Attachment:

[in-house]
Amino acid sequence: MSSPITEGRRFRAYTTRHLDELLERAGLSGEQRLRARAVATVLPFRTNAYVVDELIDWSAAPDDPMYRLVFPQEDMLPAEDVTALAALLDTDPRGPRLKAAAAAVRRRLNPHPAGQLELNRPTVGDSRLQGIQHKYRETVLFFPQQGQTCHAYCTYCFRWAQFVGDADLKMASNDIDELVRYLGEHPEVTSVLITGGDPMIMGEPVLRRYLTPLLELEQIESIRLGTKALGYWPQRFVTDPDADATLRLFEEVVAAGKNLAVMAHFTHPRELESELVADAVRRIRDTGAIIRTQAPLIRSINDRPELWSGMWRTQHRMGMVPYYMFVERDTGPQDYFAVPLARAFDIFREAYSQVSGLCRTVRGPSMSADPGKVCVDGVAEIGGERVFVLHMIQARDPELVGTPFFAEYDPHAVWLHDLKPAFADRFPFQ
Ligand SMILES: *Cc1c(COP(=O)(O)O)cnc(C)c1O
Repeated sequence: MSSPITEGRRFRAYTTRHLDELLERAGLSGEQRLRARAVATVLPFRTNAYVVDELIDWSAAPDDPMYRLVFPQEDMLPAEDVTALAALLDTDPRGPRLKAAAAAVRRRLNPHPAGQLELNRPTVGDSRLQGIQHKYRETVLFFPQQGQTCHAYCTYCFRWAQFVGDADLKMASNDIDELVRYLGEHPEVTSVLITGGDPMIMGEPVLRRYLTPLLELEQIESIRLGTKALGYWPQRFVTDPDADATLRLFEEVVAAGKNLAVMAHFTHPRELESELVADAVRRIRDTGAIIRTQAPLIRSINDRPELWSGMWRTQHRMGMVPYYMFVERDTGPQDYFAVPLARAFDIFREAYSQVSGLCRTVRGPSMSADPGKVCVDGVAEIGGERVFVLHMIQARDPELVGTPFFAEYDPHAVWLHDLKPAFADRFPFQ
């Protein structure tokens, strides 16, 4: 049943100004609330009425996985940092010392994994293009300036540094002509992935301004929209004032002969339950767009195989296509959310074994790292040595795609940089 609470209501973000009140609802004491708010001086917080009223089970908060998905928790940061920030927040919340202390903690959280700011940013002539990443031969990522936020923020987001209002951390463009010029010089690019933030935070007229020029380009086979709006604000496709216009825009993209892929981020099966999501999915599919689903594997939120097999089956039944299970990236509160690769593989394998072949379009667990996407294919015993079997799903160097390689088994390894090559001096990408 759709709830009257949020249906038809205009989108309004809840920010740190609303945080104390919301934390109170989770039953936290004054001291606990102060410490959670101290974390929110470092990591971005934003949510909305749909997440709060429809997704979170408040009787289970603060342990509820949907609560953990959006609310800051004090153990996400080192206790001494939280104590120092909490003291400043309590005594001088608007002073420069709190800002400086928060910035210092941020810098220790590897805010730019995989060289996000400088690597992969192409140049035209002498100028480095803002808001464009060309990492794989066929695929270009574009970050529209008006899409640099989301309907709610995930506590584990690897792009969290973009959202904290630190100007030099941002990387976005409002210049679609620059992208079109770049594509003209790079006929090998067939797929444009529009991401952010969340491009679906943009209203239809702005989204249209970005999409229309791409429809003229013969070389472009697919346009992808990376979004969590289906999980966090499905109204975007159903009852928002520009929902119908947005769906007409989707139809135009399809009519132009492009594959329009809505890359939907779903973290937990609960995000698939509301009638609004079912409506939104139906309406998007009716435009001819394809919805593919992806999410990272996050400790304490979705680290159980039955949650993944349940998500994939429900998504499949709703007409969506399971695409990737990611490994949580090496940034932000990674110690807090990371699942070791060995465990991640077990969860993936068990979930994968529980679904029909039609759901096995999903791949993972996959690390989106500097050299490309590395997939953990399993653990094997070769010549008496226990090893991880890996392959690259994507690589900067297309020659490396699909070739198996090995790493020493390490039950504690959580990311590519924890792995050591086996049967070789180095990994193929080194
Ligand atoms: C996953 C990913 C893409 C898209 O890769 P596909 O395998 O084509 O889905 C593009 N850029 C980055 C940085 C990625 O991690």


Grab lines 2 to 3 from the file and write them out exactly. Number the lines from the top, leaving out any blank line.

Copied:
Amino acid sequence: MSSPITEGRRFRAYTTRHLDELLERAGLSGEQRLRARAVATVLPFRTNAYVVDELIDWSAAPDDPMYRLVFPQEDMLPAEDVTALAALLDTDPRGPRLKAAAAAVRRRLNPHPAGQLELNRPTVGDSRLQGIQHKYRETVLFFPQQGQTCHAYCTYCFRWAQFVGDADLKMASNDIDELVRYLGEHPEVTSVLITGGDPMIMGEPVLRRYLTPLLELEQIESIRLGTKALGYWPQRFVTDPDADATLRLFEEVVAAGKNLAVMAHFTHPRELESELVADAVRRIRDTGAIIRTQAPLIRSINDRPELWSGMWRTQHRMGMVPYYMFVERDTGPQDYFAVPLARAFDIFREAYSQVSGLCRTVRGPSMSADPGKVCVDGVAEIGGERVFVLHMIQARDPELVGTPFFAEYDPHAVWLHDLKPAFADRFPFQ
Ligand SMILES: *Cc1c(COP(=O)(O)O)cnc(C)c1O